WASHINGTON (AP) – The Justice Department tried on Thursday to halt a bankruptcy plan that would provide Purdue Pharma substantial legal immunity for its medication OxyContin, which has been at the centre of the nation’s opioid epidemic.
The Justice Agency’s U.S. trustee, William K. Harrington, filed a motion in federal court to postpone confirmation of the settlement while the department appeals the judge’s decision to approve the deal.
Mr. Harrington said that the court should accept his stay request because the federal government “has a significant chance of victory on appeal and because the harm that would arise from rejecting a stay outweighs any potential harm from granting one.”
Judge Robert Drain, a federal judge in White Plains, New York, authorized the acrimonious agreement earlier this month. It might, for example, exempt the Sackler family, which controls Purdue Pharma, from potential legal liabilities in exchange for a $4.3 billion financial donation from the family’s own money.
In his filing, Mr. Harrington contended that the agreement violates the rights of those who have a valid legal claim against the Sacklers “without their knowing and informed assent, adequate notice, or an opportunity to be heard.”
He also stated that earlier Supreme Court judgments supported the federal government’s case.
The Justice Department petition is the latest in a multi-year fight to hold the Sackler family accountable for developing, marketing, and selling OxyContin, a highly addictive drug.
Some analysts say that OxyContin fueled an opioid addiction pandemic that has killed over 500,000 individuals in the United States and is still wreaking havoc 25 years after the medicine was put to the market.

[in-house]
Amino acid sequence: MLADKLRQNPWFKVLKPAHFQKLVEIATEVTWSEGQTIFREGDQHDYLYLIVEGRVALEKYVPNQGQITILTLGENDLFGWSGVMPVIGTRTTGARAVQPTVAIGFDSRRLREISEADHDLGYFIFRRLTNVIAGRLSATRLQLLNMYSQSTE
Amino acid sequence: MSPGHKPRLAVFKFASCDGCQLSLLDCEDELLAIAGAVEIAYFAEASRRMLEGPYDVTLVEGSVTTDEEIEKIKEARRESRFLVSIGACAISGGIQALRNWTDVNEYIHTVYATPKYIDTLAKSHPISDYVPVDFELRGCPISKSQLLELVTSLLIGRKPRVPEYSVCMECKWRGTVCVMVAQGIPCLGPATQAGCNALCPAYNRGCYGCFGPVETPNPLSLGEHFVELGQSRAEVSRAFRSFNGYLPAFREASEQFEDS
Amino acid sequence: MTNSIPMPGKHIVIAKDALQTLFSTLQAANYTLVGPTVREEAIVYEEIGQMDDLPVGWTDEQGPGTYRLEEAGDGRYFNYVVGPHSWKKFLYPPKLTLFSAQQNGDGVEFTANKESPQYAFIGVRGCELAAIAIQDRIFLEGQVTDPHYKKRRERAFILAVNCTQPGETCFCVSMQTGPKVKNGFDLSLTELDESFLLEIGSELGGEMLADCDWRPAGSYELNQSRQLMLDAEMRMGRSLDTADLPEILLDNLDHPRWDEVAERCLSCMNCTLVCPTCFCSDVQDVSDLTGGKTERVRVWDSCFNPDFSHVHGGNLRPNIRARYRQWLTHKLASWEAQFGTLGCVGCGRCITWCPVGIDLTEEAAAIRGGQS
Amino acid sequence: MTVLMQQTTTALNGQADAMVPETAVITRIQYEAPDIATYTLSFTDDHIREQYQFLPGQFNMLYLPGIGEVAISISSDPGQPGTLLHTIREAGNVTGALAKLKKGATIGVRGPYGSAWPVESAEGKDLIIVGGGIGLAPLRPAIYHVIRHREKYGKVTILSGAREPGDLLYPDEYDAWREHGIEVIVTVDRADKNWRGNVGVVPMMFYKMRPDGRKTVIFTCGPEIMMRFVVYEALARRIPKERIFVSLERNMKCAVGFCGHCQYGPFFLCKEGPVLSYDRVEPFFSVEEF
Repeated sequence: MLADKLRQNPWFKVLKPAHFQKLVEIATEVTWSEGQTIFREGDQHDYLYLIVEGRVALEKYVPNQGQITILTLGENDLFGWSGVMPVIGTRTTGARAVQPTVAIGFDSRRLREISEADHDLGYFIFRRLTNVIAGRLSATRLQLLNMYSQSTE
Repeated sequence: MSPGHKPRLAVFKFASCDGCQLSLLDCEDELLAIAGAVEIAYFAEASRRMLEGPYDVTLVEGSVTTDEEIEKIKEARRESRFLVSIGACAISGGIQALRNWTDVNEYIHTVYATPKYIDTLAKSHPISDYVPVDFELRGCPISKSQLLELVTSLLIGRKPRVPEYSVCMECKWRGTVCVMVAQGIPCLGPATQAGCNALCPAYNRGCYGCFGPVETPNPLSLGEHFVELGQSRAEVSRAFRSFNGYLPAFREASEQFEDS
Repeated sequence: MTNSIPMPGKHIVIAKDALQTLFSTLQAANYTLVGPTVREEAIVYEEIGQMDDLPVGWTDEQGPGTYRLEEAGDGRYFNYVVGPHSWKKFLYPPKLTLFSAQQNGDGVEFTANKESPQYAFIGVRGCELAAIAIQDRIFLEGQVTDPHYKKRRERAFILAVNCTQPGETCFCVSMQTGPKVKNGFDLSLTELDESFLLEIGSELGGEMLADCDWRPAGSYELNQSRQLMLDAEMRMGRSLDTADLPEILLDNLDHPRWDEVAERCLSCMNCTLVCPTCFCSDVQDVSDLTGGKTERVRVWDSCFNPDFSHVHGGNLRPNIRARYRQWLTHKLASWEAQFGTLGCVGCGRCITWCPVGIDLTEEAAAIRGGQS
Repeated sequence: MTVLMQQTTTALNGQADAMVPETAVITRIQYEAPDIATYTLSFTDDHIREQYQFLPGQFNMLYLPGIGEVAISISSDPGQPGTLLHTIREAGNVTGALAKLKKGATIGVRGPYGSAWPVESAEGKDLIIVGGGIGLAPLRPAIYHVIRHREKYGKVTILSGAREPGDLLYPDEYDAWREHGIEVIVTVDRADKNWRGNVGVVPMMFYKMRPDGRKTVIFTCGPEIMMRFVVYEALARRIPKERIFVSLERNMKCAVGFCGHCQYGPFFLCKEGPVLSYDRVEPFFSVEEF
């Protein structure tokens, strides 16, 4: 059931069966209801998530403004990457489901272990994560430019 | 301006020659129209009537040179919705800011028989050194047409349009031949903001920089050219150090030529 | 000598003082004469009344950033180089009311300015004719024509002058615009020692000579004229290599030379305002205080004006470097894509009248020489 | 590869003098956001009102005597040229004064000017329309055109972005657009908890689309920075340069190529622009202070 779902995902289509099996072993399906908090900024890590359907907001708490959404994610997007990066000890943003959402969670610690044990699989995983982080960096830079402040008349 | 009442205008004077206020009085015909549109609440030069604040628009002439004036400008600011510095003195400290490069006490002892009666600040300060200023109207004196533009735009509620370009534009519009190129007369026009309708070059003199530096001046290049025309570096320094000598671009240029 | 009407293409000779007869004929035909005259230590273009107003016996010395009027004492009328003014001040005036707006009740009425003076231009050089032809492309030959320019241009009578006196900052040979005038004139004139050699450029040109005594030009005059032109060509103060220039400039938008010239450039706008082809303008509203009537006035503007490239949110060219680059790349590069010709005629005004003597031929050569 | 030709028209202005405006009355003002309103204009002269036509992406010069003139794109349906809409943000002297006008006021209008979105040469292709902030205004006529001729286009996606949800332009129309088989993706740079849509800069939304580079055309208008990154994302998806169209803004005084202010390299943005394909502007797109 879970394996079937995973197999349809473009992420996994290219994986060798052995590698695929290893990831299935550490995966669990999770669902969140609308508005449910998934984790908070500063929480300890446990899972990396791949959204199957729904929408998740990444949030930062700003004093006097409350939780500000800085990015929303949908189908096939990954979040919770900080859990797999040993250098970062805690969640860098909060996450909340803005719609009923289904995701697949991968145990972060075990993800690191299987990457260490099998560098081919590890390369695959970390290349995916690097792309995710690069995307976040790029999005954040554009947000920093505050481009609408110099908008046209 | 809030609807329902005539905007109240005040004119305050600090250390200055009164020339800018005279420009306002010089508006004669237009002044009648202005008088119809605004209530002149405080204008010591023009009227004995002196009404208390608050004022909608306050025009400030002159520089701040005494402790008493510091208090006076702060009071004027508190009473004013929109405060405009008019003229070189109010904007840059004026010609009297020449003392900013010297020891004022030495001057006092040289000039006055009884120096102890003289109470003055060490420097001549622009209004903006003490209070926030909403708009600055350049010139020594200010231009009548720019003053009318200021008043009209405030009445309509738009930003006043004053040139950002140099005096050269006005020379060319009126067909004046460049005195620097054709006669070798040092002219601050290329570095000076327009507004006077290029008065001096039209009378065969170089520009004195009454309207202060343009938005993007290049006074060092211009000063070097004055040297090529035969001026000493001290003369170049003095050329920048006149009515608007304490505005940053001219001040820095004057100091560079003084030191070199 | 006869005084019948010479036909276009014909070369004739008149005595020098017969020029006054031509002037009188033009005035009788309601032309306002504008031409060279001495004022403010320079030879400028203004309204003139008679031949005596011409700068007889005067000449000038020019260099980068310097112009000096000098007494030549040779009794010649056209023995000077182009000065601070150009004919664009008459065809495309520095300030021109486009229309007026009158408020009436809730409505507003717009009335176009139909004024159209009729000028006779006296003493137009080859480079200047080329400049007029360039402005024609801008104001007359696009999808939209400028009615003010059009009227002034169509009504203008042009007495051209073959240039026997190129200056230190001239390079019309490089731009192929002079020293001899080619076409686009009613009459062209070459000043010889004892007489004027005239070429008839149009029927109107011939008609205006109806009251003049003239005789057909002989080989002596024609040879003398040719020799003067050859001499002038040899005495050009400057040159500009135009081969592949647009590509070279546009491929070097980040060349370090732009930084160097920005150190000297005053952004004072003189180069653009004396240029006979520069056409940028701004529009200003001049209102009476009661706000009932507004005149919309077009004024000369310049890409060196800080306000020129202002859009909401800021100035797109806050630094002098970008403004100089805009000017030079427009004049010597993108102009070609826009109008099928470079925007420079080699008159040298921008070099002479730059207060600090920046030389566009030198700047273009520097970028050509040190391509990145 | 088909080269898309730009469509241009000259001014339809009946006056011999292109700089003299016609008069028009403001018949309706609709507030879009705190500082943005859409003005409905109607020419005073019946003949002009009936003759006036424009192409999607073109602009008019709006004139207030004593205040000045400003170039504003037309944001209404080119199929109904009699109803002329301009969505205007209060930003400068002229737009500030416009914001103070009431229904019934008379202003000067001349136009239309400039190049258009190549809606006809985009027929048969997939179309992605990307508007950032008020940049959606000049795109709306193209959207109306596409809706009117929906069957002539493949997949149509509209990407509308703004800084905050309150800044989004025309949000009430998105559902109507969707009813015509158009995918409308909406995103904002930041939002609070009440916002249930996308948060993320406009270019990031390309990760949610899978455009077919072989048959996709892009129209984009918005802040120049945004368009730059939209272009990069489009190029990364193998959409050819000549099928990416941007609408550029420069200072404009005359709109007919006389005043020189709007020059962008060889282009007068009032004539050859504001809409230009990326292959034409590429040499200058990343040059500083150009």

However, OxyContin made the Sackler family extremely wealthy. The family withdrew $10.4 billion from Purdue Pharma between 2008 and 2017.
Plaintiffs began suing Purdue as more individuals died as a result of opiate usage. When the company declared bankruptcy in September 2019, it was facing 2,900 lawsuits, more than 600 of which identified the Sacklers. Those legal claims were put on hold as a result of the bankruptcy procedures.
Judge Drain authorised the settlement deal after months of back-and-forth between the family, hospital systems, and others who had sued the corporation and were likely to be embroiled in costly litigation for years to come.
Those in favour of the agreement, which included the majority of states and several of the plaintiffs, contended that it would provide much-needed funds for drug treatment programmes.
Purdue’s board chairman, Steve Miller, stated that the settlement “ensures that billions of dollars will be spent to helping people and communities who have been harmed by the opioid crisis.” According to certain members of the Sackler family, the resolution represents a significant step toward addressing the public health situation.
However, some said that the provisions unfairly protected the Sacklers. It provided the family with the protections often offered to firms that have declared bankruptcy, but not to the company owners if they have not declared bankruptcy.
The Justice Department and other states filed an appeal against Judge Drain’s decision.